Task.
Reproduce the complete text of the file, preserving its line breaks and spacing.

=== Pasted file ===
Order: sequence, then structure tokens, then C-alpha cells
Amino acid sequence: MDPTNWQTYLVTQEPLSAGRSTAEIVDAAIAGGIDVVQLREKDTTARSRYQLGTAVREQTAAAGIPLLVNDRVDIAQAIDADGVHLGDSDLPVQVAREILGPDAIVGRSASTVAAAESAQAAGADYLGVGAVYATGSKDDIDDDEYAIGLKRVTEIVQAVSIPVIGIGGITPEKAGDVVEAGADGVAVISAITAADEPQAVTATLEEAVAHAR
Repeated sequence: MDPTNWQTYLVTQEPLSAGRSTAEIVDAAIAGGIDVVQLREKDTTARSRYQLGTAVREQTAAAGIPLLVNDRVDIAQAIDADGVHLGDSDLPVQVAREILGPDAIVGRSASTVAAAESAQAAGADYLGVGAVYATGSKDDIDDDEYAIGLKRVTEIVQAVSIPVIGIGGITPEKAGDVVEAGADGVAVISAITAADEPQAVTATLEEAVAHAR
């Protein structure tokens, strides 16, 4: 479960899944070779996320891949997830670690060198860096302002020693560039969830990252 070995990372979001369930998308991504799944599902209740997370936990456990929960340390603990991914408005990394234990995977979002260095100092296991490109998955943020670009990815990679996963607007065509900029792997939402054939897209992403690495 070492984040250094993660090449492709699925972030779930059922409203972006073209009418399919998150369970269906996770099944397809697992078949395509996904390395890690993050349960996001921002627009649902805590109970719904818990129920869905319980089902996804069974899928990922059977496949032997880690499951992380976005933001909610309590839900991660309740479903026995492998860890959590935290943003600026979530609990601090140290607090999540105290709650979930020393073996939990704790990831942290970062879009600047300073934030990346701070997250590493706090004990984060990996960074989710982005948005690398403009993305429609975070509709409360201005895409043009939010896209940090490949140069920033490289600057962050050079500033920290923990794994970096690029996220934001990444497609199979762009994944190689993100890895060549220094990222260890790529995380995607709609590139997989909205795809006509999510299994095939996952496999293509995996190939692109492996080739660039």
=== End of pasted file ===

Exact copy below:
Order: sequence, then structure tokens, then C-alpha cells
Amino acid sequence: MDPTNWQTYLVTQEPLSAGRSTAEIVDAAIAGGIDVVQLREKDTTARSRYQLGTAVREQTAAAGIPLLVNDRVDIAQAIDADGVHLGDSDLPVQVAREILGPDAIVGRSASTVAAAESAQAAGADYLGVGAVYATGSKDDIDDDEYAIGLKRVTEIVQAVSIPVIGIGGITPEKAGDVVEAGADGVAVISAITAADEPQAVTATLEEAVAHAR
Repeated sequence: MDPTNWQTYLVTQEPLSAGRSTAEIVDAAIAGGIDVVQLREKDTTARSRYQLGTAVREQTAAAGIPLLVNDRVDIAQAIDADGVHLGDSDLPVQVAREILGPDAIVGRSASTVAAAESAQAAGADYLGVGAVYATGSKDDIDDDEYAIGLKRVTEIVQAVSIPVIGIGGITPEKAGDVVEAGADGVAVISAITAADEPQAVTATLEEAVAHAR
């Protein structure tokens, strides 16, 4: 479960899944070779996320891949997830670690060198860096302002020693560039969830990252 070995990372979001369930998308991504799944599902209740997370936990456990929960340390603990991914408005990394234990995977979002260095100092296991490109998955943020670009990815990679996963607007065509900029792997939402054939897209992403690495 070492984040250094993660090449492709699925972030779930059922409203972006073209009418399919998150369970269906996770099944397809697992078949395509996904390395890690993050349960996001921002627009649902805590109970719904818990129920869905319980089902996804069974899928990922059977496949032997880690499951992380976005933001909610309590839900991660309740479903026995492998860890959590935290943003600026979530609990601090140290607090999540105290709650979930020393073996939990704790990831942290970062879009600047300073934030990346701070997250590493706090004990984060990996960074989710982005948005690398403009993305429609975070509709409360201005895409043009939010896209940090490949140069920033490289600057962050050079500033920290923990794994970096690029996220934001990444497609199979762009994944190689993100890895060549220094990222260890790529995380995607709609590139997989909205795809006509999510299994095939996952496999293509995996190939692109492996080739660039």